Web3 is an idea that is generating a lot of excitement at the moment in business technology communities.
Put simply, the idea is that we’re heading towards the third iteration of the internet – following on from the world-wide-web (which bought us web pages) and social media (which bought us user-generated content).
Although there is a lot of ongoing debate on the subject of exactly what web3 will be, a short summary is that it will be decentralized, trustless, and permissionless, autonomously managed via artificial intelligence (AI), and built on blockchain technology. If that all sounds like gobbledygook, I explain these concepts in a bit more detail here!
So, there’s certainly plenty of hype around the idea, but what isn’t entirely clear just yet is how much value it’s actually creating. In fact, some have expressed fears that we may be heading towards a similar situation as we were with internet 1.0 during the last years of the 20th century. This would put us on a collision course with another “bubble-bursting” crash – just like the dot-com crash of 2000.
This is an idea that’s been put forward by some prominent thinkers in the field of technology. One person that I have spoken to about it is none other than Tim O’Reilly – the founder of O’Reilly Media and someone that helped to coin the term “web 2.0” (as well as the term “open source”)
Let's take a look at this in a little more depth. Firstly, if it's true, then would it really be a terrible thing? After all, the dot-com crash led to the emergence of the internet as we know it today. Yes, a lot of investors and venture capitalists lost money, but did it really have that much impact on the day-to-day life of the average person? It’s certainly debatable.
But things are a little different this time around. After the dot-com crash, several businesses which had already established themselves as having the viable business models that would form the foundations of the internet, going into the 21st century, were able to truly prosper and grow. I’m talking about the likes of Google and Amazon. Maybe even SixDegrees – often cited as the first social network - which may not be around now but undoubtedly laid much of the groundwork that was later picked up by MySpace and then Facebook.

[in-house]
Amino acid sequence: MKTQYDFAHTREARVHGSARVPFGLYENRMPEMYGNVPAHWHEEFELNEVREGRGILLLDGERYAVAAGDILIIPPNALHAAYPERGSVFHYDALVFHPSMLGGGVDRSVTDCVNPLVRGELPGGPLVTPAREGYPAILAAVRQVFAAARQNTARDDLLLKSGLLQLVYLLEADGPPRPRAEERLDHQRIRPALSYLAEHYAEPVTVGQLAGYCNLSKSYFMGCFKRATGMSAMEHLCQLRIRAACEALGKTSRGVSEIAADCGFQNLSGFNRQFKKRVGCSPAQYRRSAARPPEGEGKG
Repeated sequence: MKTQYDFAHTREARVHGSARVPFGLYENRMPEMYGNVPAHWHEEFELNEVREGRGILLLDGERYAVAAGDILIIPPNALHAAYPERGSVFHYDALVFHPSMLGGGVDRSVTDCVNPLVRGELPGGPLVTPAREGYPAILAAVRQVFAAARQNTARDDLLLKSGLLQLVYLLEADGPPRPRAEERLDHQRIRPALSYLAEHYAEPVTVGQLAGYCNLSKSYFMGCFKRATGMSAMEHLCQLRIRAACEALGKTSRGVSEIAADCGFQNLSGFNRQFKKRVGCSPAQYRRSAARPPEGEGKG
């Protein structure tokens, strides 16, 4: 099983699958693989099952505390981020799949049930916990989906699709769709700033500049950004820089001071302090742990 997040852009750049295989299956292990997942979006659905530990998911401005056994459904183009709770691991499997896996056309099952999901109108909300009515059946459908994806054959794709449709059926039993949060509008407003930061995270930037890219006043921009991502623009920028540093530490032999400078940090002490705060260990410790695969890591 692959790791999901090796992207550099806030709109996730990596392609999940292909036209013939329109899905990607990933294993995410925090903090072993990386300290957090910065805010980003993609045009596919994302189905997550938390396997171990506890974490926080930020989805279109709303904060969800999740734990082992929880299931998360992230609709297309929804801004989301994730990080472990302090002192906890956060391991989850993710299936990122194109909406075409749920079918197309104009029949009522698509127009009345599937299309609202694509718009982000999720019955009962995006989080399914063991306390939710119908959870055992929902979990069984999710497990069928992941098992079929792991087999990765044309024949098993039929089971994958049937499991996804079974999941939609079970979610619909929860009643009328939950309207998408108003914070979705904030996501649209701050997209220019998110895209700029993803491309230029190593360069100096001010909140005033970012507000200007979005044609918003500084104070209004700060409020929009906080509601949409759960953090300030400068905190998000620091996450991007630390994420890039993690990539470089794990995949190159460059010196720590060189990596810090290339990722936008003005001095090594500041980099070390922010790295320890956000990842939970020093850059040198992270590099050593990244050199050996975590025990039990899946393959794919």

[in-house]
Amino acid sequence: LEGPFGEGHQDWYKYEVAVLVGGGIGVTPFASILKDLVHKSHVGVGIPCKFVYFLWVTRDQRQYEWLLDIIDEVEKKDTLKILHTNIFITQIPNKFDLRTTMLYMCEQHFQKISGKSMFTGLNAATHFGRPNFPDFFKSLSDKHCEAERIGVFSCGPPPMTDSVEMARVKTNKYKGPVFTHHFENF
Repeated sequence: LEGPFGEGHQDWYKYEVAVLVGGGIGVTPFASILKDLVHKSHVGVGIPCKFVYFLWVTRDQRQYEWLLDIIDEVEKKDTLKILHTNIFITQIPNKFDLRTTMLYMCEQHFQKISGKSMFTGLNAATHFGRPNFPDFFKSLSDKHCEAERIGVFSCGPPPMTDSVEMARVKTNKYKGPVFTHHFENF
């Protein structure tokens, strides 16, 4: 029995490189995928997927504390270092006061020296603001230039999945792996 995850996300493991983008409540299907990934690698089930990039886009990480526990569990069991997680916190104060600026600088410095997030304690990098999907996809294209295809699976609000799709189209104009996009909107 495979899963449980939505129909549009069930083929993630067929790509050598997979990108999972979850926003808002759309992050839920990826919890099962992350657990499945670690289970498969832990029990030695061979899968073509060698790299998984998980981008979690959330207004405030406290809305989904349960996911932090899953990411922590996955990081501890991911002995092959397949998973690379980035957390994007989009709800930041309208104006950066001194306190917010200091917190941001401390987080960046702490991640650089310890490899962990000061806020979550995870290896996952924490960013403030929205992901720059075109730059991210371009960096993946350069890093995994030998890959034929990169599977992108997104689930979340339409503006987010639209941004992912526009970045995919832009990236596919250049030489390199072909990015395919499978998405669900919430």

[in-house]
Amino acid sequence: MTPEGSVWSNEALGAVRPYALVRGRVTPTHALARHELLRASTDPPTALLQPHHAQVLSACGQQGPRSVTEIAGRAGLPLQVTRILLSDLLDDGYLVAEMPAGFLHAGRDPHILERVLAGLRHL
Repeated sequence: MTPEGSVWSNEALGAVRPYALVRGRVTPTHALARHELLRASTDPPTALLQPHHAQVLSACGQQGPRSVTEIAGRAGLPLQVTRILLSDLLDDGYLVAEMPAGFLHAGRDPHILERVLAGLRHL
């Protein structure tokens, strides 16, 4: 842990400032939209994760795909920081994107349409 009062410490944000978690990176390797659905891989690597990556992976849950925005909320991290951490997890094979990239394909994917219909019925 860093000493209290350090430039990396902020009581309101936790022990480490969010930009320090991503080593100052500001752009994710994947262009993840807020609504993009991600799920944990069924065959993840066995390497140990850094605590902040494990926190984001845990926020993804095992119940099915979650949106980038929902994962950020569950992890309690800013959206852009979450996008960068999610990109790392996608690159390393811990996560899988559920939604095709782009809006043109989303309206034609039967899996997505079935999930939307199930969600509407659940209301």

The problem here is that there doesn’t yet seem to be an equivalent of these ground-breaking innovators in the web3 domain. By that, I mean companies that are creating real value with new business models and use cases that simply wouldn’t be possible without this latest iteration of the online experience.
So if it does all come tumbling down, there may well be nothing left to rise, like a phoenix, from the ashes and usher in the brave new decentralized world we are told is waiting for us.
This is a view put forward by O’Reilly (and others), and one of the reasons he believes we may all be a little premature in our excitement and enthusiasm for all things web3.
Joining me for a conversation recently, he told me, "The way I think about it is there's a little bit of a timing mismatch between the frenzy and the reality … the internet first came out in the late 60s, but it wasn't until the world wide web came along … in 91 or 92 … that we actually had the ‘killer app’ for the internet. Email was great, but it wasn’t the game-changer.”
If you've been following the hype and excitement that has built up around the concept of a decentralized, autonomous web3, it's possible you might suggest that NFTs – non-fungible tokens – as the "killer app." After all, they are sold to us based on their potential to let digital assets have qualities like scarcity and uniqueness. This certainly sounds like it could be a game-changer in a world where the metaverse – digital realities where we live our lives in immersive environments – are apparently just around the corner. In such a world, in order for anything – from a house to a pair of shoes – to have value, wouldn’t it need to be unique, so it couldn’t just be copied and pasted to create an infinite amount of duplicates?